You can reach the finish line early when it comes to bankruptcy. Learn how to end a bankruptcy early.


So, you’ve unfortunately found yourself bankrupt . By now you should be aware that the standard period for a bankruptcy is three years, after which you are discharged (unless the period of bankruptcy is extended). This may feel like an extremely long time to be subject to the rigours of bankruptcy.

So what if you want to get out of bankruptcy early?

The Bankruptcy Act includes provisions for people to end their bankruptcy early, yet few people take advantage of this, possibly because they have no idea that it’s possible.

In this article we’ll outline the two main options available to you to get out of bankruptcy early.

OPTION 1: Pay All Your Debts

If you have the means to do it, this is the simplest way of ending a bankruptcy. Of course if you’ve found yourself bankrupt it’s likely you won’t have the necessary cash just lying around. However what about friends and family members?

Under the Bankruptcy Act, your bankruptcy comes to an end if all your debts are paid.

Now, in this scenario, “all your debts” doesn’t just mean the debts you owe to creditors, it also means:

  1. Your bankruptcy trustee’s fees and expenses. These are usually expensive, so it’s imperative you act as quickly as possible to get the necessary funding together and inform your trustee of your intensions to pay all your debts.
  1. The AFSA Realisations Charge. This is a tax of 7% on all realisations in your bankrupt estate. This means if you pay $100,000 to your trustee to annul your bankruptcy, $7,000 will go to AFSA.
  1. Post-bankruptcy interest on all debts that can accrue interest. This includes debts such as judgment debts and credit card debts.

In general, this type of annulment will occur when someone has a large amount of equity in their home that they can refinance against. Another common scenario is a contribution from a family member with the ability to put up the money required.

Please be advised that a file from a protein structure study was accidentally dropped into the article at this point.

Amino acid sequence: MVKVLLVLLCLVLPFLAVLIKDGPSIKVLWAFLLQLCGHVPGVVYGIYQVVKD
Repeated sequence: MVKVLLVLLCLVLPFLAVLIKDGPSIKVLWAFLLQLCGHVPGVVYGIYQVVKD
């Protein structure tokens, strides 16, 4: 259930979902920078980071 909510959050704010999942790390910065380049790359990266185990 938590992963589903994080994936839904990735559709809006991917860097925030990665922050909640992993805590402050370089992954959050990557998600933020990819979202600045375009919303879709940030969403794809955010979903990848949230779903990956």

OPTION 2: Section 73 Composition 

A Section 73 Composition (named because it arises under section 73 of the Bankruptcy Act) is essentially where someone puts forward a proposal to their creditors to get out of bankruptcy in exchange (usually) for the payment of a lump sum to the bankruptcy trustee. This lump sum will then go towards the trustee’s fees and expenses, and then towards creditors, pro rata.

For the best chance of your creditors accepting this proposal, you should offer them a better return through the section 73 proposal than what they’ll receive if the bankruptcy continues. This could work via a family member providing part or all of the lump sum, and if you have any related creditors, these creditors agreeing not to receive a dividend, allowing your unrelated creditors to get a better return.  

Benefits of getting out of bankruptcy  early

Considering the extra effort involved, you might be asking yourself, “why would I want to get out of bankruptcy early anyway?” Well, there are several advantages to ending a bankruptcy early, including:

  1. Your income is no longer subject to assessment by your trustee. Therefore, you no longer have to make income contributions. You keep everything you earn (less tax of course).
  2. You can be a company director again.
  3. You are no longer subject to the “stigma” of bankruptcy
  4. You will be able to obtain finance and credit much easier

If getting out of your bankruptcy as soon as possible is a matter of interest to you, get in touch for a detailed discussion of your best available options.


Posted on 29-01-18 in Bankruptcy Assistance, Debt management.